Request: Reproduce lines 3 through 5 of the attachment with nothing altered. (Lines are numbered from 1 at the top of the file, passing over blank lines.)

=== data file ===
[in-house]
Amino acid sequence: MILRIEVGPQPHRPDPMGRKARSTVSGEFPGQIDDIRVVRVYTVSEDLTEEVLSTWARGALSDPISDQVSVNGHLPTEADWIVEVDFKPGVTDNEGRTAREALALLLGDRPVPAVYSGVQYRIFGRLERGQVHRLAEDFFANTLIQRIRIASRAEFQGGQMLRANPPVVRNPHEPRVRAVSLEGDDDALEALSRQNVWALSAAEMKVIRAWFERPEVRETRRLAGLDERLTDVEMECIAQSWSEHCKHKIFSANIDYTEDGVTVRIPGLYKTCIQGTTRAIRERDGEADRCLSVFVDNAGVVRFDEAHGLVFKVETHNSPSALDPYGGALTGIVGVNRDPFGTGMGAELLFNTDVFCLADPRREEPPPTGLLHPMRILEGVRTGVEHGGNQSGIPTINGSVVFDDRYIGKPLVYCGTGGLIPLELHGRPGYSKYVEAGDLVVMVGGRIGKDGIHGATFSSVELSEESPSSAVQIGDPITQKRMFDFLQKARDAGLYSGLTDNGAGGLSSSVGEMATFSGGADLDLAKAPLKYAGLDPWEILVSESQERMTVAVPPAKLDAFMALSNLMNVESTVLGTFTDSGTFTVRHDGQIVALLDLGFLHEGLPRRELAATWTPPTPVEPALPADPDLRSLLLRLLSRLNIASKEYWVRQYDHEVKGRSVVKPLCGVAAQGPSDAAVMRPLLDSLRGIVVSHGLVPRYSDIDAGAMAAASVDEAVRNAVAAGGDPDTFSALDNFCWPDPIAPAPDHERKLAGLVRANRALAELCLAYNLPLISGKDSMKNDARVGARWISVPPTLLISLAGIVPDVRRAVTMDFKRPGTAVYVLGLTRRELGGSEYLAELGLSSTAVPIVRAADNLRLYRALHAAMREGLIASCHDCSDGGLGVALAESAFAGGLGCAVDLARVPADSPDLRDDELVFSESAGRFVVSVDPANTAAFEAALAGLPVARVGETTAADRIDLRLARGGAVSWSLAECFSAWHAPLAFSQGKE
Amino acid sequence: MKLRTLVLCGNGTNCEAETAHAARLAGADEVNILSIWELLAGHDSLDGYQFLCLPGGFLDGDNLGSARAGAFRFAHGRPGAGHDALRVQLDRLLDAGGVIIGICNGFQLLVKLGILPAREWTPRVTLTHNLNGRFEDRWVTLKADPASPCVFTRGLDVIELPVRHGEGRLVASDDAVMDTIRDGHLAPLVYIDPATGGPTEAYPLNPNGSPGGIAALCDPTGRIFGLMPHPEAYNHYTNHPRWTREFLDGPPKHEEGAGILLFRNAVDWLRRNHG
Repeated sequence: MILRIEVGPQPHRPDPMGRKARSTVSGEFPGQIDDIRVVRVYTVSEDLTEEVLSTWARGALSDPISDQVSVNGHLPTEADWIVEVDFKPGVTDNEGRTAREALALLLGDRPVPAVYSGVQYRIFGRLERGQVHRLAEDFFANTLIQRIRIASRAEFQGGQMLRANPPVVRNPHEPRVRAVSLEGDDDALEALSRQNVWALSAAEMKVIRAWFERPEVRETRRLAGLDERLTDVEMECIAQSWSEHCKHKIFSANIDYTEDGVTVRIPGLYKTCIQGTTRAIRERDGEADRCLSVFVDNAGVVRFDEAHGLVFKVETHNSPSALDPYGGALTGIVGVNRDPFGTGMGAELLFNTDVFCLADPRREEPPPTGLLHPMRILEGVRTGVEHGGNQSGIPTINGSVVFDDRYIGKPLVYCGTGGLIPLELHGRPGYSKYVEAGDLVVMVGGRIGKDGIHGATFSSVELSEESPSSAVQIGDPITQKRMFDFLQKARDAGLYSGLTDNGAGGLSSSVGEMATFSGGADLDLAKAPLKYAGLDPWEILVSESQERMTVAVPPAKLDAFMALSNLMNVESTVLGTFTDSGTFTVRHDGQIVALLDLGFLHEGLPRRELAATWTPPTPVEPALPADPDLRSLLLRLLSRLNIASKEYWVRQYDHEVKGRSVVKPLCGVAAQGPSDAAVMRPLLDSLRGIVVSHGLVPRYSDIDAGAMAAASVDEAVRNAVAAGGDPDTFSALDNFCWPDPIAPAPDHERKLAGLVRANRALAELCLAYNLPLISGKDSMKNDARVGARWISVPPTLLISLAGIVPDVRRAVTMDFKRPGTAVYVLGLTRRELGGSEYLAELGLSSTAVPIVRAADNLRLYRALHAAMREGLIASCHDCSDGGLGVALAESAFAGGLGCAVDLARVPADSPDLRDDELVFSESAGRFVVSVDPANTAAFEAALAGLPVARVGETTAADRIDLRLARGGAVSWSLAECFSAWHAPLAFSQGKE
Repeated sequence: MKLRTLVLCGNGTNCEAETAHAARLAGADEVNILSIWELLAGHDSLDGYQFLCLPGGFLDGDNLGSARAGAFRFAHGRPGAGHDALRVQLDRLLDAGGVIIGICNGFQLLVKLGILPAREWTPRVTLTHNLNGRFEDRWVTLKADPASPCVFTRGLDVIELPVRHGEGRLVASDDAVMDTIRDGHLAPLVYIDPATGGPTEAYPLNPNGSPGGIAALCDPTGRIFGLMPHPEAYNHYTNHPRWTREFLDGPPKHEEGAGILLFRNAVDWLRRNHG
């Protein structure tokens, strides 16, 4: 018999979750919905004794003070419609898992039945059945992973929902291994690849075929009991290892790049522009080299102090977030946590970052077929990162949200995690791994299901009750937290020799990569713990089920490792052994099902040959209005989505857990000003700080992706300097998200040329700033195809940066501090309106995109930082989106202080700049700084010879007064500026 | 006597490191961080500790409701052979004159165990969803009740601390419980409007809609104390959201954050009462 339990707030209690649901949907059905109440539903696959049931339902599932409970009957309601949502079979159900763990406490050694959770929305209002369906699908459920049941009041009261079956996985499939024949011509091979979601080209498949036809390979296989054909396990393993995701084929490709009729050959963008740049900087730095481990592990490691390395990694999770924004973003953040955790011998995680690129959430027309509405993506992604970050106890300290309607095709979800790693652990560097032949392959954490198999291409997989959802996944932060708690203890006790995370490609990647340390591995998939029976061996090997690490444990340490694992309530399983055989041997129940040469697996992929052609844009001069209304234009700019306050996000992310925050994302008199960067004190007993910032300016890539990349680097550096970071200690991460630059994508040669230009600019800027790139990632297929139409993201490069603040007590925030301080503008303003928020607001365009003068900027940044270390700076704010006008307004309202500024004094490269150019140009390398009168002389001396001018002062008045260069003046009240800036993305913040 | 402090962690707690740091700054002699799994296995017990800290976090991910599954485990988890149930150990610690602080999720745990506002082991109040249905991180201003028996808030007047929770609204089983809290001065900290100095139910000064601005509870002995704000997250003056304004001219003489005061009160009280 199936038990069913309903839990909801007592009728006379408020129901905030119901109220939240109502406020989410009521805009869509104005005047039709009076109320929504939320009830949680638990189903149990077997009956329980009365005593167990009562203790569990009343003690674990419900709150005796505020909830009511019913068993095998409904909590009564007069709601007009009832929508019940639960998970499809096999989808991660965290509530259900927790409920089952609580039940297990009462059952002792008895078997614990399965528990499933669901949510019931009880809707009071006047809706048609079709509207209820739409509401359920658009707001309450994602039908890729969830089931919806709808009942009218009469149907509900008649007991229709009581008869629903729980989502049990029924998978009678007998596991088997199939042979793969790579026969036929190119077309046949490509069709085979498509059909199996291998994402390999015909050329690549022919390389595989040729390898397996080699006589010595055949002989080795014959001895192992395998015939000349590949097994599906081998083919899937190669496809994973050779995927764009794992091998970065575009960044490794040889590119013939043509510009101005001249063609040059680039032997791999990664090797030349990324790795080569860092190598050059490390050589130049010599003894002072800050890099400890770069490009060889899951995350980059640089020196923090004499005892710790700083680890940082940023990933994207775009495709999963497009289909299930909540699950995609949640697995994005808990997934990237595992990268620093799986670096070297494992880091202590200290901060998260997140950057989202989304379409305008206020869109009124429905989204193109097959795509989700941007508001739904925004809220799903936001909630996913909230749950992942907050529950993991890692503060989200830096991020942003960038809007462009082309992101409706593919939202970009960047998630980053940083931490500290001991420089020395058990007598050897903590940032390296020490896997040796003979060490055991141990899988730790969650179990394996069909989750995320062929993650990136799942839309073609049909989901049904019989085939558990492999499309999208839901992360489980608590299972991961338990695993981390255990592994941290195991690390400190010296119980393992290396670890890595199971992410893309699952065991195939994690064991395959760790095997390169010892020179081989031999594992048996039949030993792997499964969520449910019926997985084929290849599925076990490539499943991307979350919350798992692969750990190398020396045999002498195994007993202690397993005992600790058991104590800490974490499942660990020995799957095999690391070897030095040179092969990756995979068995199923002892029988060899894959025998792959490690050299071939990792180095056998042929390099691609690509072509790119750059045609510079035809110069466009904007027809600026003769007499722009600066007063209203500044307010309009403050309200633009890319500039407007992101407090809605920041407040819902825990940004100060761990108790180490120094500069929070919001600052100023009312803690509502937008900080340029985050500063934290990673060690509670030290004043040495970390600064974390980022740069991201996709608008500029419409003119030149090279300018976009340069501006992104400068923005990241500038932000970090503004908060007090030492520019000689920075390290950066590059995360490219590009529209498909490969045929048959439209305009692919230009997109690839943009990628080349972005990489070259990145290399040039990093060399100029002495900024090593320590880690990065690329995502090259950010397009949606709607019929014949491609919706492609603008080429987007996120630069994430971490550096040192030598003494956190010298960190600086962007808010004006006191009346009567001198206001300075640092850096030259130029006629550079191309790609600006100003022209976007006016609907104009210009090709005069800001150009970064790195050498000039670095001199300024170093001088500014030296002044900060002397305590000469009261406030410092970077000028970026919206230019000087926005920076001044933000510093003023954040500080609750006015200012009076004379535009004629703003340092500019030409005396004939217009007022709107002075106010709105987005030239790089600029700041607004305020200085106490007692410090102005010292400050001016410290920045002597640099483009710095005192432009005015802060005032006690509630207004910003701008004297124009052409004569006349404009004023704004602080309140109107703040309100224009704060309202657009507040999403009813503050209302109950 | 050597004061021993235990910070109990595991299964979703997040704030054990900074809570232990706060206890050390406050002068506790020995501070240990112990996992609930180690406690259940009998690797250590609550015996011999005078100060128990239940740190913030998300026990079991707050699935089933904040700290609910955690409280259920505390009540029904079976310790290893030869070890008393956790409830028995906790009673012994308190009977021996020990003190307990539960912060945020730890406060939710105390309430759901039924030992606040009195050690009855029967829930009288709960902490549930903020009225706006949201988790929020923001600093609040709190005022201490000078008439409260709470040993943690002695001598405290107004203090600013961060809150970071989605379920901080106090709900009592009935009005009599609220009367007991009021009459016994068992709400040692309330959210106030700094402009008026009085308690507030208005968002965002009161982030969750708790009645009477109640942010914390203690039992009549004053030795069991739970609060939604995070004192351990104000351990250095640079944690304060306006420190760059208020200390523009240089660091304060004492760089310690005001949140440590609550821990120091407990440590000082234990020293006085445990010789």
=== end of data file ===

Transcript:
Amino acid sequence: MKLRTLVLCGNGTNCEAETAHAARLAGADEVNILSIWELLAGHDSLDGYQFLCLPGGFLDGDNLGSARAGAFRFAHGRPGAGHDALRVQLDRLLDAGGVIIGICNGFQLLVKLGILPAREWTPRVTLTHNLNGRFEDRWVTLKADPASPCVFTRGLDVIELPVRHGEGRLVASDDAVMDTIRDGHLAPLVYIDPATGGPTEAYPLNPNGSPGGIAALCDPTGRIFGLMPHPEAYNHYTNHPRWTREFLDGPPKHEEGAGILLFRNAVDWLRRNHG
Repeated sequence: MILRIEVGPQPHRPDPMGRKARSTVSGEFPGQIDDIRVVRVYTVSEDLTEEVLSTWARGALSDPISDQVSVNGHLPTEADWIVEVDFKPGVTDNEGRTAREALALLLGDRPVPAVYSGVQYRIFGRLERGQVHRLAEDFFANTLIQRIRIASRAEFQGGQMLRANPPVVRNPHEPRVRAVSLEGDDDALEALSRQNVWALSAAEMKVIRAWFERPEVRETRRLAGLDERLTDVEMECIAQSWSEHCKHKIFSANIDYTEDGVTVRIPGLYKTCIQGTTRAIRERDGEADRCLSVFVDNAGVVRFDEAHGLVFKVETHNSPSALDPYGGALTGIVGVNRDPFGTGMGAELLFNTDVFCLADPRREEPPPTGLLHPMRILEGVRTGVEHGGNQSGIPTINGSVVFDDRYIGKPLVYCGTGGLIPLELHGRPGYSKYVEAGDLVVMVGGRIGKDGIHGATFSSVELSEESPSSAVQIGDPITQKRMFDFLQKARDAGLYSGLTDNGAGGLSSSVGEMATFSGGADLDLAKAPLKYAGLDPWEILVSESQERMTVAVPPAKLDAFMALSNLMNVESTVLGTFTDSGTFTVRHDGQIVALLDLGFLHEGLPRRELAATWTPPTPVEPALPADPDLRSLLLRLLSRLNIASKEYWVRQYDHEVKGRSVVKPLCGVAAQGPSDAAVMRPLLDSLRGIVVSHGLVPRYSDIDAGAMAAASVDEAVRNAVAAGGDPDTFSALDNFCWPDPIAPAPDHERKLAGLVRANRALAELCLAYNLPLISGKDSMKNDARVGARWISVPPTLLISLAGIVPDVRRAVTMDFKRPGTAVYVLGLTRRELGGSEYLAELGLSSTAVPIVRAADNLRLYRALHAAMREGLIASCHDCSDGGLGVALAESAFAGGLGCAVDLARVPADSPDLRDDELVFSESAGRFVVSVDPANTAAFEAALAGLPVARVGETTAADRIDLRLARGGAVSWSLAECFSAWHAPLAFSQGKE
Repeated sequence: MKLRTLVLCGNGTNCEAETAHAARLAGADEVNILSIWELLAGHDSLDGYQFLCLPGGFLDGDNLGSARAGAFRFAHGRPGAGHDALRVQLDRLLDAGGVIIGICNGFQLLVKLGILPAREWTPRVTLTHNLNGRFEDRWVTLKADPASPCVFTRGLDVIELPVRHGEGRLVASDDAVMDTIRDGHLAPLVYIDPATGGPTEAYPLNPNGSPGGIAALCDPTGRIFGLMPHPEAYNHYTNHPRWTREFLDGPPKHEEGAGILLFRNAVDWLRRNHG